Psychiatry & Co-Morbid Medical Conditions- Renal (Q.1)

 

Psychiatry & Co-Morbid Medical Conditions: Renal

 

 

This question series will focus on clinically relevant questions related to the role of psychotropic medications in patients with underlying renal disease. 

 

(Q.1): Which of the following medication will need dosage adjustment in patient with schizophrenia and moderate renal impairment (eCrCl = 31-50 mL/min)?

  1. Paliperidone
  2. Olanzapine
  3. Clozapine
  4. Quetiapine

Answer: (1) Paliperidone.

 

Paliperidone:

Dosing must be individualized according to renal function status:

  • For mild renal impairment (creatinine clearance ≥50 mL/min to < 80 mL/min): recommended initial dose is 3 mg/day, which may be increased to a maximum of 6 mg/day based on clinical response and tolerability.

 

  • For moderate to severe renal impairment (creatinine clearance ≥10 mL/min to <50 mL/min):  recommended initial dose is 1.5 mg mg/day, which may be increased to a maximum of 3 mg/day after clinical reassessment.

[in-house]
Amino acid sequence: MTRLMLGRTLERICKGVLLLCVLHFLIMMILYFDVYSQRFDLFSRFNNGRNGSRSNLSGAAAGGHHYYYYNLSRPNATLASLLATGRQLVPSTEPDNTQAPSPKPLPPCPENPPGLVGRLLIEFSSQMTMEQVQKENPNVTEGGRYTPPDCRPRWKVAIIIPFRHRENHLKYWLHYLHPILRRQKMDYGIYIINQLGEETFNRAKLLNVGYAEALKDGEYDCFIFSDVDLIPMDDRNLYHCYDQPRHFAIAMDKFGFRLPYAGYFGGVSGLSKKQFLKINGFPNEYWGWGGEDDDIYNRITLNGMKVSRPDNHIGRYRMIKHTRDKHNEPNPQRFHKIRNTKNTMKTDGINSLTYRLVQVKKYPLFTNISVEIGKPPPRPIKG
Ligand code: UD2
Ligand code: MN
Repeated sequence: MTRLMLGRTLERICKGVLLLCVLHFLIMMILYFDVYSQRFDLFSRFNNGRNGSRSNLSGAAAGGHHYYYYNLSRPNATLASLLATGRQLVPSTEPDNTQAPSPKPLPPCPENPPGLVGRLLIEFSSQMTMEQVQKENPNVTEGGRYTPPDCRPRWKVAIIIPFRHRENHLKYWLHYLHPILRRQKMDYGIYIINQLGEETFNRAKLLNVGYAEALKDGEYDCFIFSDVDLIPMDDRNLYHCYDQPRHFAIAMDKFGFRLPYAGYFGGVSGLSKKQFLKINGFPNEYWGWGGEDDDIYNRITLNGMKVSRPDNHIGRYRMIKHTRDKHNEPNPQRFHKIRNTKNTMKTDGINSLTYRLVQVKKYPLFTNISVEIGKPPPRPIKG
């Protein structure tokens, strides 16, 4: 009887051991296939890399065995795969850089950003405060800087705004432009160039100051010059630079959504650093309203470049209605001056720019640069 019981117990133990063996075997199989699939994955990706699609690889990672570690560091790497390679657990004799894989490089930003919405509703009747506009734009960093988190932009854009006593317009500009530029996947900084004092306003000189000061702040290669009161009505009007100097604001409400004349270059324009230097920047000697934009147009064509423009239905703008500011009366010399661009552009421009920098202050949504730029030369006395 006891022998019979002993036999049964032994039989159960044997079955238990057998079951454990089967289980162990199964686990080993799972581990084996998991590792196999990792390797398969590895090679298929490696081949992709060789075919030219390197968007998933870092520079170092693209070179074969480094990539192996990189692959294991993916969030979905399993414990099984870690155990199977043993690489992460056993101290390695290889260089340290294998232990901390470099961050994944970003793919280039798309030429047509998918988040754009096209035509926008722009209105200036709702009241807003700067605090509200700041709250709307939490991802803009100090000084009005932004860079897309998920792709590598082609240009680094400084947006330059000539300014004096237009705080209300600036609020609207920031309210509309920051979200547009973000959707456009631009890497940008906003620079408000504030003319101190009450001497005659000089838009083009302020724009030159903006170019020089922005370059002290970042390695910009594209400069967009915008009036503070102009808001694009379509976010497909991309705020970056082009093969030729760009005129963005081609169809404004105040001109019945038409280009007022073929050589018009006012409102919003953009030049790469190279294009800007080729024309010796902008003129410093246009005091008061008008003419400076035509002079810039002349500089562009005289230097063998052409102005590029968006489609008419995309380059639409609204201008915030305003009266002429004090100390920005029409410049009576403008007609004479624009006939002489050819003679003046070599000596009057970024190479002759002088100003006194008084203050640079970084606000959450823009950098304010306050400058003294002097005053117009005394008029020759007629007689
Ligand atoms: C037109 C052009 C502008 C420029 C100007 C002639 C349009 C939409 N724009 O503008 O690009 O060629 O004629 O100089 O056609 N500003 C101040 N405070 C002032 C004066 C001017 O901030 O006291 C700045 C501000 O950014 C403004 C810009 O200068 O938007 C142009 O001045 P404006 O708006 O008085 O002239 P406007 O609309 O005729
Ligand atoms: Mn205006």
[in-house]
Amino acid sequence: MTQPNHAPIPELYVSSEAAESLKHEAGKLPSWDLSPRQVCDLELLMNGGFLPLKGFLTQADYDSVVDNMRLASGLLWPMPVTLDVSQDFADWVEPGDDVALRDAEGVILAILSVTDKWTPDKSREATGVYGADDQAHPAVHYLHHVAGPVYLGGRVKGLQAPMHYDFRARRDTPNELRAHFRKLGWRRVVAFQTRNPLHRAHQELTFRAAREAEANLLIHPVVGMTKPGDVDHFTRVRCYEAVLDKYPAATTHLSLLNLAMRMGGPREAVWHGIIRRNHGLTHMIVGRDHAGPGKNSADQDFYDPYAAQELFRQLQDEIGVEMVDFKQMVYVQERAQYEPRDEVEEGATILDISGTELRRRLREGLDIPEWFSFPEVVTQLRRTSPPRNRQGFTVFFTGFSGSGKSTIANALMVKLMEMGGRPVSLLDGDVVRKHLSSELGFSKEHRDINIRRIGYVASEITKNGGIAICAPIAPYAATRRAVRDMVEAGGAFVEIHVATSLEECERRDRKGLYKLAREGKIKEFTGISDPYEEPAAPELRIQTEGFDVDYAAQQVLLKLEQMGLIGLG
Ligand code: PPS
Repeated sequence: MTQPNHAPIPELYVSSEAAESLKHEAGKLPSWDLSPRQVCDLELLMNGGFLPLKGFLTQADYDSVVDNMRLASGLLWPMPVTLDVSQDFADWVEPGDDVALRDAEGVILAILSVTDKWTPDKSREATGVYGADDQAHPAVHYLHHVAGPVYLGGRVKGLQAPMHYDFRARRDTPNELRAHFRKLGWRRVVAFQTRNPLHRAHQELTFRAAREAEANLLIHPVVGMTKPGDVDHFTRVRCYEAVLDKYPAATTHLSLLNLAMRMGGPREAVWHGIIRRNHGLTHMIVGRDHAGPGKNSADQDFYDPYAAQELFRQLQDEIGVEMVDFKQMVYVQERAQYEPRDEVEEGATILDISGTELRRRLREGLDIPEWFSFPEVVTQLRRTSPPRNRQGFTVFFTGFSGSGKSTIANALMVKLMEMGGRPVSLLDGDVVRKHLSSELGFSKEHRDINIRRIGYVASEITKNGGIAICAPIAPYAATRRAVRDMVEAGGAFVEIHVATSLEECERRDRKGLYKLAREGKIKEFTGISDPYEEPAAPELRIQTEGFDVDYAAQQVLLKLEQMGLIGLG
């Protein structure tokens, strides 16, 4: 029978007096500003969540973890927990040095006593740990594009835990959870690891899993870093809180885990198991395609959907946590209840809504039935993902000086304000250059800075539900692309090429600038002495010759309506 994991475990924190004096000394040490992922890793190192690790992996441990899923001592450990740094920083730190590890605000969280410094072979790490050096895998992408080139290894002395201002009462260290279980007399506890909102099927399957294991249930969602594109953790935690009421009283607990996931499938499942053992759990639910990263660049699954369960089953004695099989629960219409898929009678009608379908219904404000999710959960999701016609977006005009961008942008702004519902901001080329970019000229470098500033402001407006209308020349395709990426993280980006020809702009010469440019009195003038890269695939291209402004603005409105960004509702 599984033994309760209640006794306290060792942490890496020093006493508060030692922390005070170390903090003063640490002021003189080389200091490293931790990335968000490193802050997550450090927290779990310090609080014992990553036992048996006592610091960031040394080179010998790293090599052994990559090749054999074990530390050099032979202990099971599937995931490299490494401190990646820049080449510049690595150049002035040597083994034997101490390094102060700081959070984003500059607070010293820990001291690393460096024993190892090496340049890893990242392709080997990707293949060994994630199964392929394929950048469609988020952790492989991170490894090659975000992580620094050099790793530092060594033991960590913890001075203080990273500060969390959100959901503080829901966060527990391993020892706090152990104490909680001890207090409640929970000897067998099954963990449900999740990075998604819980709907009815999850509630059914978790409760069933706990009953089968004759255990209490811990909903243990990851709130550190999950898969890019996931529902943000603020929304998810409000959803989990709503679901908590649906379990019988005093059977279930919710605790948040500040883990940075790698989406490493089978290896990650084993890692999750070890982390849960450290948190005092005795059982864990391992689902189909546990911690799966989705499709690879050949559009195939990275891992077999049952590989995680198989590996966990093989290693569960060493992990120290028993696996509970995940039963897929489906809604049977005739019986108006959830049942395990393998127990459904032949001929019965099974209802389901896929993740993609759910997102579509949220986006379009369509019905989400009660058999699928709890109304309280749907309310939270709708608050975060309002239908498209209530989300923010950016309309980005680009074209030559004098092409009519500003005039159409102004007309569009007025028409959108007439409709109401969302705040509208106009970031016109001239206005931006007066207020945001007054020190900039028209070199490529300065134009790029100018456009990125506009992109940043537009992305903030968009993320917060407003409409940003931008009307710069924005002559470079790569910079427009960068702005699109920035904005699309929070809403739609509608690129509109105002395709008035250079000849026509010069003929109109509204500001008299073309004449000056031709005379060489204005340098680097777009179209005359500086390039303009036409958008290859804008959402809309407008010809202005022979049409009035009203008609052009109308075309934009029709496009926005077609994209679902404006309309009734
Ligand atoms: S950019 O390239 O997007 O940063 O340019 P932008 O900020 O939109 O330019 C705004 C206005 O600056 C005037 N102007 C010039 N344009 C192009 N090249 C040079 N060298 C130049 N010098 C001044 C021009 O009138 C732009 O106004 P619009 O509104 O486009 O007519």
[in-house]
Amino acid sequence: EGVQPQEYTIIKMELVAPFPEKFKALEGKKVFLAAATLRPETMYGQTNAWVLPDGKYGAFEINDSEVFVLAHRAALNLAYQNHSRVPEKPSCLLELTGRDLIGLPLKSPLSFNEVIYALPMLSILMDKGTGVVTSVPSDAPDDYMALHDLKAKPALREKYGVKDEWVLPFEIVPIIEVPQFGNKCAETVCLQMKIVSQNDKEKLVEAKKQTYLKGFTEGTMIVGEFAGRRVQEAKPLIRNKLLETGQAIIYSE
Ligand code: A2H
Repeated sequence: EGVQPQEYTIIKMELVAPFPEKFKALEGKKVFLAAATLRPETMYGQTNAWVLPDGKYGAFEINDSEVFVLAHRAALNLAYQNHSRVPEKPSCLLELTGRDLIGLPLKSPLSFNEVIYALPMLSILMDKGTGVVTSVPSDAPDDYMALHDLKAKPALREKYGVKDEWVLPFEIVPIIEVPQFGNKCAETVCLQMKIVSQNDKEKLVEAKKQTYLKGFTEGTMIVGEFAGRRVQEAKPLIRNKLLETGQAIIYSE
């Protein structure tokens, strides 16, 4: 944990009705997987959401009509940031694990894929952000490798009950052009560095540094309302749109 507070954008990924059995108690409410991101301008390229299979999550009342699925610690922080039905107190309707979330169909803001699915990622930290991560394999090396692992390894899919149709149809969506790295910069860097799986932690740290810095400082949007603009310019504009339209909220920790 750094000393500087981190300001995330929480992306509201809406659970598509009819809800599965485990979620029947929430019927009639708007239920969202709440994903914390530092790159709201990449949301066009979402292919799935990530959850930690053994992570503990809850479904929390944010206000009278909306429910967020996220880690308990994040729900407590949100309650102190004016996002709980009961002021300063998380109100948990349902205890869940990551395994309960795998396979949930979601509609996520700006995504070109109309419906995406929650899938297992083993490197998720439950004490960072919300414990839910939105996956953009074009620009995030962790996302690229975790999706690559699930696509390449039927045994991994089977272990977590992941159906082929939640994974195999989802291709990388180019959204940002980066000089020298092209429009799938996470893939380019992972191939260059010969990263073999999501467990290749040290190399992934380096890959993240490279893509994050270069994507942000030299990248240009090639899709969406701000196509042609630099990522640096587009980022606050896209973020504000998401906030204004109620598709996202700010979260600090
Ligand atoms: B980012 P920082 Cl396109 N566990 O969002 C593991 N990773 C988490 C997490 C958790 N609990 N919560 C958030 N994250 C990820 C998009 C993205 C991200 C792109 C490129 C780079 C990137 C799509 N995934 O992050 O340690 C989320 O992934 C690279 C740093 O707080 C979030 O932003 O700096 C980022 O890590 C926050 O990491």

• For patients with creatinine clearance < 10 mL/min: paliperidone is not been studies so use is not recommended in such patients.

 

Source: INVEGA® (paliperidone) package insert.

Olanzapine:

Renal dysfunction alone is unlikely to have a major impact on the pharmacokinetics of olanzapine:-
  • Because olanzapine is highly metabolized before excretion and only 7% of the drug is excreted unchanged.

 

  • Olanzapine is not removed by dialysis.

 

Source: ZYPREXA (olanzapine) package insert.

Clozapine:

  • No specific pharmacokinetic studies were conducted to investigate the effects of renal or hepatic impairment on the pharmacokinetics of clozapine .

 

  • Higher clozapine plasma concentrations are likely in patients with significant renal or hepatic impairment when given usual doses. 

 

Source: CLOZARIL® (clozapine) package insert.

Quetiapine:

According to medications package insert:-

  • Patients with severe renal impairment (Clcr=10-30 mL/min/1.73 m2) had a 25% lower mean oral clearance than normal subjects (Clcr > 80 mL/min/1.73 m2), but plasma quetiapine concentrations in the subjects with renal insufficiency were within the range of concentrations seen in normal subjects receiving the same dose.

 

  • Dosage adjustment is therefore not needed in these patients.

 

Source: SEROQUEL (quetiapine fumarate) package insert.

Please do post your questions or comments below. 


Dr. Harvinder Singh, M.D. (Admin)


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